Scientists at the University of California, Irvine, have made a significant breakthrough in gene silencing technology by developing a DNA enzyme, known as DNAzyme, that can selectively target and cut disease-associated RNA strands while leaving healthy strands untouched. This groundbreaking discovery has the potential to revolutionize the treatment of various conditions, including cancer, infectious diseases, and neurological disorders.
DNAzymes are a type of nucleic acid enzyme that can cleave other molecules. The research team at UCI successfully created the Dz 46 enzyme through chemical modifications, enabling it to specifically target and cut allele-specific RNA mutations in the KRAS gene. Mutations in this gene, responsible for regulating cell growth and division, are found in approximately 25% of all human cancers. The team’s approach to evolving this enzyme was detailed in a recent publication in the journal Nature Communications.
According to corresponding author John Chaput, a professor of pharmaceutical sciences at UCI, developing DNAzymes capable of functioning effectively within the natural conditions of cellular systems has posed significant challenges. However, the team’s results indicate that chemical evolution techniques could pave the way for the development of novel therapies across a wide range of diseases.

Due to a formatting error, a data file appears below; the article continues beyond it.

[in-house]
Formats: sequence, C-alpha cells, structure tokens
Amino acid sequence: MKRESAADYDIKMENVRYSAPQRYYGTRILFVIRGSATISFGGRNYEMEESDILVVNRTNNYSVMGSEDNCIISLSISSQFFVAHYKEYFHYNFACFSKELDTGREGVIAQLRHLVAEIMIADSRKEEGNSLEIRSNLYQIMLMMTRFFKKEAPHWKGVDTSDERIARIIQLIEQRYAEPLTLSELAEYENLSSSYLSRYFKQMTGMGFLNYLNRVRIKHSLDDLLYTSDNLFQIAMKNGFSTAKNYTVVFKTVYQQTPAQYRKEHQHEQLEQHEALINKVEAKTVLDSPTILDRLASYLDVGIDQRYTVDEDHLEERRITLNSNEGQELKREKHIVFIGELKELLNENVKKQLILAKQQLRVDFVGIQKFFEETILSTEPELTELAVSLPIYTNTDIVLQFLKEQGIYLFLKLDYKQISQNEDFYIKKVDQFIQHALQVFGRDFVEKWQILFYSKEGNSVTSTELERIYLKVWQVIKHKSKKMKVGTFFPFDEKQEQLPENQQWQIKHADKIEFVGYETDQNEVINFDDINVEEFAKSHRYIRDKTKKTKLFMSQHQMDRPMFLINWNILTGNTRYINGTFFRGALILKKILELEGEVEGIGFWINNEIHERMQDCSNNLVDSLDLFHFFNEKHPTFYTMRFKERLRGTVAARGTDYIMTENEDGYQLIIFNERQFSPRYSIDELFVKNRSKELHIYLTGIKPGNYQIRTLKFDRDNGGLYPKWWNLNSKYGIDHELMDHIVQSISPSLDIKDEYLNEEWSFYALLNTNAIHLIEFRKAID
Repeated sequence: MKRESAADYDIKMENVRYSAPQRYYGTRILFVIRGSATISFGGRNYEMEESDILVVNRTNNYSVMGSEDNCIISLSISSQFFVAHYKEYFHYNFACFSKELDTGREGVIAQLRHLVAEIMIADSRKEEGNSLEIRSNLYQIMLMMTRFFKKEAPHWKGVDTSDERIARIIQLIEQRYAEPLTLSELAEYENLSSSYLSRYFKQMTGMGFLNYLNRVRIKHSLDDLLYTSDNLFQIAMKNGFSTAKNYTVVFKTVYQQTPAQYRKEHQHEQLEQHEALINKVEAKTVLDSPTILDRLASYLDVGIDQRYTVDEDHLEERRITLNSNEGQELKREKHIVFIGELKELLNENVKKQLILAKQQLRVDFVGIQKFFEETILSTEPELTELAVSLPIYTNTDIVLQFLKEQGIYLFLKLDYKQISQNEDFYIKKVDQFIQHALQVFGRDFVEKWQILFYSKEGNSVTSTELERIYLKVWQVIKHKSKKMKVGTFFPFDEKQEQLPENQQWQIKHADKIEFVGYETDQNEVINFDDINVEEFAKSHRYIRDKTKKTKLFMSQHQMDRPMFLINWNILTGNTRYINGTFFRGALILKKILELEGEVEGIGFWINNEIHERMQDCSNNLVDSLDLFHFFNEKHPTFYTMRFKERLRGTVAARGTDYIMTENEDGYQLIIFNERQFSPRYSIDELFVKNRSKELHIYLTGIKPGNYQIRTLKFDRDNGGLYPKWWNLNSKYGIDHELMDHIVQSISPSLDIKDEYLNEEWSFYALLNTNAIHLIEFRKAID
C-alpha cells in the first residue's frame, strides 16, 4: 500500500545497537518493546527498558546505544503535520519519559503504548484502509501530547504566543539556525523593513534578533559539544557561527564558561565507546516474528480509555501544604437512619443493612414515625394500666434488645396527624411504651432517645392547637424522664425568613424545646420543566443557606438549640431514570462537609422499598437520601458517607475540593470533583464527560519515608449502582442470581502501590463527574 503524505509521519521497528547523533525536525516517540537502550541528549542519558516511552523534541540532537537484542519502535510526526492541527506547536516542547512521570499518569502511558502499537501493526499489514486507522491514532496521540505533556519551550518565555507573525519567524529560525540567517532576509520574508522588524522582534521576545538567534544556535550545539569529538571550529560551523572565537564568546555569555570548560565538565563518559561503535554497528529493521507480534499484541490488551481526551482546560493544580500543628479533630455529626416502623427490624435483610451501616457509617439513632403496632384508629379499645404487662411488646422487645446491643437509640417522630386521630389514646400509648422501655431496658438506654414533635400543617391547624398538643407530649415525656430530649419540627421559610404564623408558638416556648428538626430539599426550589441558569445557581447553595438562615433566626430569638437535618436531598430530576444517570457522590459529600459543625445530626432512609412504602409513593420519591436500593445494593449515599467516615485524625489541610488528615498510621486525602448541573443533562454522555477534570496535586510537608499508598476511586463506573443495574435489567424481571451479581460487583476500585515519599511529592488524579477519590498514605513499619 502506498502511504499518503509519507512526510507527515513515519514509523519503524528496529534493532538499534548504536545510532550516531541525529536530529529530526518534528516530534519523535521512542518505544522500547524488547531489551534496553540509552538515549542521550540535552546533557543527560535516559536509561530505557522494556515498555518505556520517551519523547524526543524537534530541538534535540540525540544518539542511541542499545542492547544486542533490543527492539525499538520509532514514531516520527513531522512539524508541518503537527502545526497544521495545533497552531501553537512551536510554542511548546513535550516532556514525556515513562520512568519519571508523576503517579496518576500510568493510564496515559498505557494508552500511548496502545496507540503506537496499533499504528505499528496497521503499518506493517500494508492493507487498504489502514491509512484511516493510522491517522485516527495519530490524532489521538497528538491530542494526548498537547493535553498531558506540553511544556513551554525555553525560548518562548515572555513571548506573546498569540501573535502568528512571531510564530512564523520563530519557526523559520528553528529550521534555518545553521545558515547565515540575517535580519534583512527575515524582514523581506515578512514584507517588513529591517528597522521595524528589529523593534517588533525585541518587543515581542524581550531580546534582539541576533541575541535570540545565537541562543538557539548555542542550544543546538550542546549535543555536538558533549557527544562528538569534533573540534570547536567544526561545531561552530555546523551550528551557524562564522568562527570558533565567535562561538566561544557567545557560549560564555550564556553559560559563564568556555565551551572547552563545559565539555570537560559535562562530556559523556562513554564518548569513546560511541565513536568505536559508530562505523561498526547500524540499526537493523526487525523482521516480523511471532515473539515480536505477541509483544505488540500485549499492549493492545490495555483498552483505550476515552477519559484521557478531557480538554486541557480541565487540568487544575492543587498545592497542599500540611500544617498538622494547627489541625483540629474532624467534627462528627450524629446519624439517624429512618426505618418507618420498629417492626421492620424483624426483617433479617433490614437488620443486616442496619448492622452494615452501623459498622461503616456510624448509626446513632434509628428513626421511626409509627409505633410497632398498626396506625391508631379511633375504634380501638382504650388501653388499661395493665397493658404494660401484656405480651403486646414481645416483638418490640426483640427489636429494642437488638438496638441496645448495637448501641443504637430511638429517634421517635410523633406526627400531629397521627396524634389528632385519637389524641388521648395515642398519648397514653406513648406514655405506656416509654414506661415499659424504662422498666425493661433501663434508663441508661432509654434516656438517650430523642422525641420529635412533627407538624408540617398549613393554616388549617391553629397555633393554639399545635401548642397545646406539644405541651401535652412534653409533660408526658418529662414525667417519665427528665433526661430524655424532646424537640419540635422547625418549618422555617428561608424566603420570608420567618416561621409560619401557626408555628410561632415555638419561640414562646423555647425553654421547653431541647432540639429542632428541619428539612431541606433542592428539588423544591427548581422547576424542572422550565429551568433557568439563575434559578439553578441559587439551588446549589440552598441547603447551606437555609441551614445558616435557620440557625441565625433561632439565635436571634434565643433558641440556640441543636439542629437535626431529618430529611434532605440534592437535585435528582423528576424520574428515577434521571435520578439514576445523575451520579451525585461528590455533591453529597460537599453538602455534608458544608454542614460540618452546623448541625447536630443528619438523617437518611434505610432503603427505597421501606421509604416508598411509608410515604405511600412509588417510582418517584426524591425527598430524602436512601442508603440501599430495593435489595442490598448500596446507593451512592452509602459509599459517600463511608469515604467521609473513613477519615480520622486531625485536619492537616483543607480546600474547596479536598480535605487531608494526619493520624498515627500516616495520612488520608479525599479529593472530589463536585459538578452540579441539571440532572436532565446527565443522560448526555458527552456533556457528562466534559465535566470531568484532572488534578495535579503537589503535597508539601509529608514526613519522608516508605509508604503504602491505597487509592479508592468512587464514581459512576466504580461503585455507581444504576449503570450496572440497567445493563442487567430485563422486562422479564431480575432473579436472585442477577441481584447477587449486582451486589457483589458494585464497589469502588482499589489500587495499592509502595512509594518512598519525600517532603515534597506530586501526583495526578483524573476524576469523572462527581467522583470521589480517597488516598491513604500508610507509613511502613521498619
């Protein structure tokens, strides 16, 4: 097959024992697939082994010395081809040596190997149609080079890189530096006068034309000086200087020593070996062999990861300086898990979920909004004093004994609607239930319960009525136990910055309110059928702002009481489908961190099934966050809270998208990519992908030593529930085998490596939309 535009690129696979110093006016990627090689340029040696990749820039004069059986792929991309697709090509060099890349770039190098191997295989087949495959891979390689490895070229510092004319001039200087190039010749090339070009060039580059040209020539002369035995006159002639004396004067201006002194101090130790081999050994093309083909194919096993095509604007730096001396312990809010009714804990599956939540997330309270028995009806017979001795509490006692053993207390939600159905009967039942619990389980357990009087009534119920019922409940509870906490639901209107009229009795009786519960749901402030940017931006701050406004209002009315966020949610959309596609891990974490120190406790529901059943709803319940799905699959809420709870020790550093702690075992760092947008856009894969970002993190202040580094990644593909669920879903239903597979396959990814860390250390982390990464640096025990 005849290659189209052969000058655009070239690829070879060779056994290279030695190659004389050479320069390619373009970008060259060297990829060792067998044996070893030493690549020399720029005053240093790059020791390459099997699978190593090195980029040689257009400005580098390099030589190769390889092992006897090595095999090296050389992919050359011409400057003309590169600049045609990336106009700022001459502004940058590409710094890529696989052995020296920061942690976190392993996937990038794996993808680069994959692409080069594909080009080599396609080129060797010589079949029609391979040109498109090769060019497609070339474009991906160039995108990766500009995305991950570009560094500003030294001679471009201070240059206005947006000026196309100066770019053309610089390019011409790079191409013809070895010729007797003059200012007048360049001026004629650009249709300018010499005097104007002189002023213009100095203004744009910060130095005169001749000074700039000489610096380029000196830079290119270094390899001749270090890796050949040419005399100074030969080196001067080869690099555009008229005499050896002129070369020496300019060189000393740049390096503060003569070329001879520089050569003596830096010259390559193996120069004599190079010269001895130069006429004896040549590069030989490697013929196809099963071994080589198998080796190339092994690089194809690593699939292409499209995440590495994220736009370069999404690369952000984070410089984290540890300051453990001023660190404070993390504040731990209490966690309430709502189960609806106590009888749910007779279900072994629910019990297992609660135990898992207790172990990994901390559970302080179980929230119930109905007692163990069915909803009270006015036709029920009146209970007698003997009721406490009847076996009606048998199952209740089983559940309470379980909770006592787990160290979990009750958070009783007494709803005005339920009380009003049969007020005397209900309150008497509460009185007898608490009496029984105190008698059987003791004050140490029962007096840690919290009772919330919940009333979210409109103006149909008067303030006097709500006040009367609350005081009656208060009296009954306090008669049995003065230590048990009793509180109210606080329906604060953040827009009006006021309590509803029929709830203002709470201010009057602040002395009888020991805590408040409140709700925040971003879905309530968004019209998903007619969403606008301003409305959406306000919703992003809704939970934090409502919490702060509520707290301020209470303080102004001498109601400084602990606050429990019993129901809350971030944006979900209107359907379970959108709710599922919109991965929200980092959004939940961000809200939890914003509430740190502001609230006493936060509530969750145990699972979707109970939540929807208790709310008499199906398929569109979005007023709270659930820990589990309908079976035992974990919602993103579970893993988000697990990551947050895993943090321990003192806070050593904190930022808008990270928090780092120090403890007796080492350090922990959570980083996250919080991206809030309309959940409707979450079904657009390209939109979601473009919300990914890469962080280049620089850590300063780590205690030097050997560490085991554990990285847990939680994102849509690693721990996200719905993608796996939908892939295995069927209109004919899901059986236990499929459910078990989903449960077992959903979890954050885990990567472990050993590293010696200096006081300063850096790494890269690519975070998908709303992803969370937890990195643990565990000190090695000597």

While gene silencing has been available for over two decades, existing FDA-approved drugs utilizing this technology cannot discriminate between single point mutations in RNA strands. The Dz 46 enzyme overcomes this limitation by precisely identifying and cutting specific gene mutations, offering patients a groundbreaking form of precision medicine.
Structurally, the DNAzyme resembles the Greek letter omega and functions as a catalyst by accelerating chemical reactions. The “arms” of the enzyme bind to the target region of the RNA, while the loop binds to magnesium, facilitating the folding and cleaving of RNA at a specific site. However, generating DNAzymes with robust multiple turnover activity under physiological conditions presented a challenge, as these enzymes typically rely on magnesium concentrations not typically found within human cells.
To address this issue, the team re-engineered the DNAzyme using chemical modifications to reduce its dependence on magnesium while maintaining high catalytic turnover activity. This achievement represents one of the first instances, if not the first, of successfully attaining such functionality. The researchers now aim to advance Dz 46 to a stage where it can undergo pre-clinical trials.
The study involved the participation of Kim Thien Nguyen, a project scientist, and Turnee N. Malik, a postdoctoral scholar, both from the Department of Pharmaceutical Sciences at UCI.
The researchers and UCI have filed provisional patent applications for the chemical composition and cleavage preference of Dz 46. John Chaput also serves as a consultant for drug development company 1E Therapeutics, which supported this research.
Source: University of California, Irvine